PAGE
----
Just three months ago, workers and union sympathizers chanted "etown united!/Will never be defeated!" at a union-organizing rally in front of the dot-com's offices in San Francisco. Now, alas, it appears etown -- a fledgling Web site devoted to consumer electronics reviews -- has been defeated. Not by union-busters, but by the dot-com bust.
According to Medea Benjamin, the founding director of Global Exchange, a nonprofit that occupies office space on the floor above etown in San Francisco's Mission District, the defunct dot-com was in the process of closing its doors on Wednesday. As employees packed up their personal belongings, even the cubicle dividers were being dismantled.
Benjamin learned of the closure from Lew Brown, the president and COO of etown. "The company's investor, Best Buy, pulled the plug on them," she said. Brown refused to comment about etown's demise.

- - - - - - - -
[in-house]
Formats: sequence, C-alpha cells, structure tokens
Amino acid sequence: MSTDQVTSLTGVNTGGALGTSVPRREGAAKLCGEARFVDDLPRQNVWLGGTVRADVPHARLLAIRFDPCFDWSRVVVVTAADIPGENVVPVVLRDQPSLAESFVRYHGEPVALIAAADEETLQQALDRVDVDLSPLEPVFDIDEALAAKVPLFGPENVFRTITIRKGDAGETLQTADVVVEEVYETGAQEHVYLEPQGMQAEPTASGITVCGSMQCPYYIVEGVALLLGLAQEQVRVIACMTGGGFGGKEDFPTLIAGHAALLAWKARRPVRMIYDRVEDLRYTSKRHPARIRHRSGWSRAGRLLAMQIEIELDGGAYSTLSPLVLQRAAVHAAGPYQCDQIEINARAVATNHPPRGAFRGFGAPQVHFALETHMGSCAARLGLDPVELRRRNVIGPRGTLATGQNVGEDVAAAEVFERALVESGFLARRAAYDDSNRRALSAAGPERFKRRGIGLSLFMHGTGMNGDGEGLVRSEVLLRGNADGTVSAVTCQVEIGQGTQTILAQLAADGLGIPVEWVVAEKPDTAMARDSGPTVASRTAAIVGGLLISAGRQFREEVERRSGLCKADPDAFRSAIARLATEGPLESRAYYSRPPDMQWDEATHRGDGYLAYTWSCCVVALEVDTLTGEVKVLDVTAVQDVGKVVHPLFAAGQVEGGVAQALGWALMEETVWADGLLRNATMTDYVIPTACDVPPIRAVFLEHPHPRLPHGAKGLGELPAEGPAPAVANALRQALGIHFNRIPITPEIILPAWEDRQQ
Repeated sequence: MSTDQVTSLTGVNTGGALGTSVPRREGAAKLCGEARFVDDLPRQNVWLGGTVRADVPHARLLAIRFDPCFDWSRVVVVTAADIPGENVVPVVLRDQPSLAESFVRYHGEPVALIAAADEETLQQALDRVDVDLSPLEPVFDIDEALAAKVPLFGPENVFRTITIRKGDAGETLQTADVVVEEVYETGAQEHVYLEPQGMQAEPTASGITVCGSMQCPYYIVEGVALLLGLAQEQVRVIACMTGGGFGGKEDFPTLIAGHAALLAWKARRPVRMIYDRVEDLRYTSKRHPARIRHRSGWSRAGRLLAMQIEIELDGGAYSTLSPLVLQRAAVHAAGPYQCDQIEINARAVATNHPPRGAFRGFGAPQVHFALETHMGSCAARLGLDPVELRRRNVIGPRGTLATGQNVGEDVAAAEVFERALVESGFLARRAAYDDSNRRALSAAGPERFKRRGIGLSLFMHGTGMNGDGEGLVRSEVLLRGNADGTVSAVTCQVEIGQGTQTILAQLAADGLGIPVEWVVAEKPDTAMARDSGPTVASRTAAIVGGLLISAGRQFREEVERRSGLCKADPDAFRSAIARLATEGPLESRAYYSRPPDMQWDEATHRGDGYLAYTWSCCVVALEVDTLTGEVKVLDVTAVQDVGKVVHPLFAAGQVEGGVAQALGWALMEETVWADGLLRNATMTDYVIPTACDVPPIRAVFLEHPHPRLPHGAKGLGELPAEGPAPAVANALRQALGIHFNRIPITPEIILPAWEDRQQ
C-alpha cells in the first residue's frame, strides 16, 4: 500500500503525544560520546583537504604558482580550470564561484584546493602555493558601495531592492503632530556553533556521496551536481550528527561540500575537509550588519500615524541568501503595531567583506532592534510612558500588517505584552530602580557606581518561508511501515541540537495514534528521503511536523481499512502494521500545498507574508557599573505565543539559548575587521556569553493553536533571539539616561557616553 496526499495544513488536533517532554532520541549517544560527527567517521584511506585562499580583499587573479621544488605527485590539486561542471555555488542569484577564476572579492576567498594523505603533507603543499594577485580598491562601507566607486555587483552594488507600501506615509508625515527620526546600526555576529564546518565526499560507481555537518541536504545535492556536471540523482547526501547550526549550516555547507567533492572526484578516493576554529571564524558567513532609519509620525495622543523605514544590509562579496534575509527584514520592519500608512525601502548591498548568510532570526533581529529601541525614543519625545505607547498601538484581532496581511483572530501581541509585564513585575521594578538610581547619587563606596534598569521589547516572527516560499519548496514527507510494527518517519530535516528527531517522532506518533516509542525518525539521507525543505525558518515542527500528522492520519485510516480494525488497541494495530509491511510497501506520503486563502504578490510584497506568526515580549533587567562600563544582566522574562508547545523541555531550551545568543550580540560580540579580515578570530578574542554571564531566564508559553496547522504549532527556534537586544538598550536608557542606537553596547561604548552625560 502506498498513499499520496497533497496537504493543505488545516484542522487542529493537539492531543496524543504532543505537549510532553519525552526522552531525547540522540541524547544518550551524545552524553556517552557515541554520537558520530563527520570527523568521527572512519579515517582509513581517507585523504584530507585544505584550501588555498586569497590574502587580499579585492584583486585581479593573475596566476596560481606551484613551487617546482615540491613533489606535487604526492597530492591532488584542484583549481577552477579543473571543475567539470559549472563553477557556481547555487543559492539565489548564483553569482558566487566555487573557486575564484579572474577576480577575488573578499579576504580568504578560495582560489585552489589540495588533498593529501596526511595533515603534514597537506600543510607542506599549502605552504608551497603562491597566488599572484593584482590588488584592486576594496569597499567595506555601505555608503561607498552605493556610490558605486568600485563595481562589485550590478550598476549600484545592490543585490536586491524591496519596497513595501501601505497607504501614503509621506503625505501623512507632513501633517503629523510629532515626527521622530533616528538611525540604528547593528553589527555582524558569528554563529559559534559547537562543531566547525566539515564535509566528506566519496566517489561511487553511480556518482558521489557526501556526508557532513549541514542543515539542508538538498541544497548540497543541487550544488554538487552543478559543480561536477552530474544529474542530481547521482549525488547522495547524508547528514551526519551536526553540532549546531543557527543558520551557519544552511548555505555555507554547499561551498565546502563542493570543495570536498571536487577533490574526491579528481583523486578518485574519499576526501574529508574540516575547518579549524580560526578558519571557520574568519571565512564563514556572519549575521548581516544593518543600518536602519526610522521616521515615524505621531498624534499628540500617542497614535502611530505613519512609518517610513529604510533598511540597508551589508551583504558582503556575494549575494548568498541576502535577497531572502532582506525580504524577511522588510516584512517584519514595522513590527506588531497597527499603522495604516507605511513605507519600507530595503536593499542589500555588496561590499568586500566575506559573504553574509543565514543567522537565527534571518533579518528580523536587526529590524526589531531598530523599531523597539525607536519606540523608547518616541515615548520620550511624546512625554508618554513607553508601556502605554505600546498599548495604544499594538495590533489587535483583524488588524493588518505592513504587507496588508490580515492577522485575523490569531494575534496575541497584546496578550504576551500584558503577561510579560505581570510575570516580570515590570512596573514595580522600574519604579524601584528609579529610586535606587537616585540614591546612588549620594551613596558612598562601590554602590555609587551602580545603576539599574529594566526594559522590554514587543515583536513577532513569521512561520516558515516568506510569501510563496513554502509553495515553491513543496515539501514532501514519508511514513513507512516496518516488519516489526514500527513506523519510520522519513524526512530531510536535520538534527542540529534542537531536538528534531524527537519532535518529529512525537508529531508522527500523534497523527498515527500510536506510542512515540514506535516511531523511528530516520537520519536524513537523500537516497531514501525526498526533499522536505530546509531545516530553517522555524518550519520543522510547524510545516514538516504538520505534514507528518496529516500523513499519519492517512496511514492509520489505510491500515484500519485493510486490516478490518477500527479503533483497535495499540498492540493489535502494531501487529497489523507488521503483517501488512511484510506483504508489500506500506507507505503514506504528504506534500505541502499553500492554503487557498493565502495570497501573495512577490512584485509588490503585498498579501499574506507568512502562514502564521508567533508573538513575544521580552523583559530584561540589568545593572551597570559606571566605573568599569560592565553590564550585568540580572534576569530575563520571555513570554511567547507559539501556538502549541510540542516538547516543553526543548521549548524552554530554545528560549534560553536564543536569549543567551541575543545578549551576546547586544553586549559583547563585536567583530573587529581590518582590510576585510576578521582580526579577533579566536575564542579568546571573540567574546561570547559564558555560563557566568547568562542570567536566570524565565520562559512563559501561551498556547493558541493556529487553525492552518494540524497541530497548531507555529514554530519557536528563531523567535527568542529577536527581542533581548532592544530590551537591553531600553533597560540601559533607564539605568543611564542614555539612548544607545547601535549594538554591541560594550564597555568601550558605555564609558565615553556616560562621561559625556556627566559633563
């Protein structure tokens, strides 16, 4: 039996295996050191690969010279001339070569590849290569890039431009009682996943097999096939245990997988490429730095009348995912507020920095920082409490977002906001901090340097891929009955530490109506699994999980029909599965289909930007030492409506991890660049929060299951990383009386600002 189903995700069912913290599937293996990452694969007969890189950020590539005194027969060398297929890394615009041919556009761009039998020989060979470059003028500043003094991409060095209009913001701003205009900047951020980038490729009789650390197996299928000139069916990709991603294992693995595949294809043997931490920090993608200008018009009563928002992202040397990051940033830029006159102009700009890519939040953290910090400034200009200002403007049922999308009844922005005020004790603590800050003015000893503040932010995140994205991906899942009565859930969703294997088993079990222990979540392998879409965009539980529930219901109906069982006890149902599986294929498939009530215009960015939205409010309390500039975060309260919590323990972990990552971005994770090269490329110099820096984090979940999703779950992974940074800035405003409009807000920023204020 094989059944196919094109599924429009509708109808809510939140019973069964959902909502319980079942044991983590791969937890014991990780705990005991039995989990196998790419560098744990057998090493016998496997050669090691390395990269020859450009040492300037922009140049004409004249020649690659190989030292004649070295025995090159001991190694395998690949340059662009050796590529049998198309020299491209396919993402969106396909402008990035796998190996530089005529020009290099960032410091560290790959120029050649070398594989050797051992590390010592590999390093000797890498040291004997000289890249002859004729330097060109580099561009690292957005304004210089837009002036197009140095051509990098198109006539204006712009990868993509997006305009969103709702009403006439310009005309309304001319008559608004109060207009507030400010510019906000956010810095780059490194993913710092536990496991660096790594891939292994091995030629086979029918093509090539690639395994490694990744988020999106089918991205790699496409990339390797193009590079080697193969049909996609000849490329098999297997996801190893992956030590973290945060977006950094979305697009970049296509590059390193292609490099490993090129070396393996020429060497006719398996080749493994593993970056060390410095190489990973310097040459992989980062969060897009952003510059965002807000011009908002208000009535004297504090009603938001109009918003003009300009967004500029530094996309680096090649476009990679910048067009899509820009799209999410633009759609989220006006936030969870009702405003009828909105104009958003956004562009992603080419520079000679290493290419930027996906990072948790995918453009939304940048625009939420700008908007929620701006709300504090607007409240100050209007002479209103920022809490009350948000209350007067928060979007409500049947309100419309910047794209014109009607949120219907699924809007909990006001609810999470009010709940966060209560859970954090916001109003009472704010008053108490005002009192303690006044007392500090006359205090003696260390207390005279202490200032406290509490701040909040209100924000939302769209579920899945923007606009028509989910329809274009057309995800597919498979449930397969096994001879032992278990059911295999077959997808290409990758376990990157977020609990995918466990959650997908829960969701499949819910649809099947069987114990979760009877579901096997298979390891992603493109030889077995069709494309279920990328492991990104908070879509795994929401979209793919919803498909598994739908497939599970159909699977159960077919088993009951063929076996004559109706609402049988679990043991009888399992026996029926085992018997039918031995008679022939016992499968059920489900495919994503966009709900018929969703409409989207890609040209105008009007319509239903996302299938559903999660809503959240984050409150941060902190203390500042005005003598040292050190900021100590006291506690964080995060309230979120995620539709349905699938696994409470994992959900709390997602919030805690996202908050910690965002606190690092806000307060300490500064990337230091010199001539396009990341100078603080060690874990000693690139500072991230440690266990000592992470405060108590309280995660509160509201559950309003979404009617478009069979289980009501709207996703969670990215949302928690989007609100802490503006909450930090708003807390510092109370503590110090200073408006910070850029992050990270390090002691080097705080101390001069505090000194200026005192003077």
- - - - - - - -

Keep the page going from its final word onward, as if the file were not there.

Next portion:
In recent months, the workers at etown's fledgling efforts to bring union power to the dot-com world has created a labor buzz in the dot-com world. Now that most stock options have lost their allure, would a union card become the dot-communist's new must-have? But before the union efforts at etown ever came to a vote, the workers were voted out of a job. It's tough to organize labor when it's on the unemployment line.
If there's any silver lining, it's the $325,000 that etown invested in the grungy building at the corner of 16th and Mission streets where their offices occupied a space above a McDonald's. "We feel sorry for the workers who lost their jobs, but we're celebrating," said Benjamin. In the go-go gentrification days of the dot-com boom, Global Exchange, a crusading international social justice dot-org, had faced losing its office space to the expanding dot-com.